Table of Contents
Evaluating profitability is an assessment requiring considerable managerial experience, insight, and judgment. It is, perhaps, easier in this area to lay out a few rules than in the area of risk assessment.
The easiest approach is to look at the ratio of profits to sales for the products the customer wants. The higher the profit on sales, the more likely you will want to grant credit to a customer of a given risk profile. Other things being equal, this is true; but other things are seldom equal. Customer A, whose credit is not as good as Customer B’s, may buy more than Customer B. Customer A may pay twice as fast as Customer B despite having some poorer ratios.
KEY POINT: In short, the extension of credit, the commitment of funds to accounts-receivable balances, is an investment decision. It is thus appropriate to apply the same measure of attractiveness used in evaluating other asset decisions: return on investment.
The use of a return-on-investment measure requires that you develop information about both the return and the investment. Often, and accounts-receivable analysis is no exception, it is unclear which figures you should use. How to measure the return shall be discussed first, followed by consideration of the problem of measuring the investment.
The most obvious return from an extra sale is the profit recorded on that sale.
KEY POINT: A sensible credit system will help you or the credit manager estimate the contribution to fixed costs and profits a sale will make rather than merely the standard profit allowed.
This approach is particularly important if the standard costs incorporate a variety of fixed costs and overhead. For a manufacturing company, the standard gross profit, less selling and delivery variable costs, is the least amount of contribution a marginal sale might make. Actual contribution is probably more because of fixed costs built into the standard costs. A retail or wholesale firm can derive a contribution estimate by deducting variable selling expenses from the gross margin.
In concept, the contribution is the sales figure less actual out-of-pocket cost associated with producing what is sold. Assuming the product would not be made if it could not be sold, materials and much of the direct labor costs will be true out-of-pocket costs for most credit decisions. A certain proportion of overhead will also be variable, but clearly such items as depreciation and most salaries and other overhead expenses do not vary with a specific credit sale. If your sales representatives are on commission, part of the selling costs will be variable, although frequently most of these costs are fixed. Finally, it makes no sense to charge an average bad-debt allowance to a given credit decision.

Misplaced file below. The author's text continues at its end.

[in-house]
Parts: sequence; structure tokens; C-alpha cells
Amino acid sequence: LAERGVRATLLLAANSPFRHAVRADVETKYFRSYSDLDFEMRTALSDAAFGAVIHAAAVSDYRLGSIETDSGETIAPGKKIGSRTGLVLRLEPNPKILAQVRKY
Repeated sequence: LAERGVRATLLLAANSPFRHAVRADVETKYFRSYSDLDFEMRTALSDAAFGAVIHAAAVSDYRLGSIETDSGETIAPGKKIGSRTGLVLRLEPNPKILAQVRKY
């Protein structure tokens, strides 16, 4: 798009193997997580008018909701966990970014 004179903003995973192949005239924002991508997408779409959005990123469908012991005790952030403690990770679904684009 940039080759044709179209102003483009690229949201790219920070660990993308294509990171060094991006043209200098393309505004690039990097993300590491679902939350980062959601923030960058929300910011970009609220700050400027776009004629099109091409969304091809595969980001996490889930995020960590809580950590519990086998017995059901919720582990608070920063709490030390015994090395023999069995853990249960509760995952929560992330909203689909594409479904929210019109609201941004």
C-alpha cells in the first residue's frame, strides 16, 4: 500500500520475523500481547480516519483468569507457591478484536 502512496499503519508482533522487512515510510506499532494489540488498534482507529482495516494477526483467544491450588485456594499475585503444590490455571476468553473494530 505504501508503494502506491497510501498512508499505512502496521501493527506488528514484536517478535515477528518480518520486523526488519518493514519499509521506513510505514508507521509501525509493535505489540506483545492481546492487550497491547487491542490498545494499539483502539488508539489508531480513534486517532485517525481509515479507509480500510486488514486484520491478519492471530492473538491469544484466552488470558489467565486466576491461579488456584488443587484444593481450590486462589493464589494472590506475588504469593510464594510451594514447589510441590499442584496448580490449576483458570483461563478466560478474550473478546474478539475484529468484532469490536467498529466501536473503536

For instance, a product whose standard costs total 90 percent of the selling price might have a variable production cost of 45 percent, miscellaneous variable overhead of 15 percent, and variable selling expenses of 10 percent. The remaining 20 percent is contribution to fixed overhead, research, advertising, depreciation, and similar items that are fixed in the situation under consideration. This 20 percent should be added to the 10 percent profit when the credit question is considered.
At the extreme, if a marginal credit risk requests credit to buy scrap of a type that cannot otherwise be sold, the contribution is almost 100 percent of the sales price. Ample credit, if required to move the goods, would be justified in that instance.
FINANCIAL MANAGEMENT: Estimating the return figure also requires an allowance for time and volume. Many new customers, if arrangements prove satisfactory to both parties, will become repeat buyers. It is therefore necessary to look at the total volume of business and at the total contribution the customer will make over time. Even with marginal customers, who may fail within a certain period, it is sometimes possible to do enough business and collect enough contribution to cover both the entire possible loss and earn a handsome profit as well.
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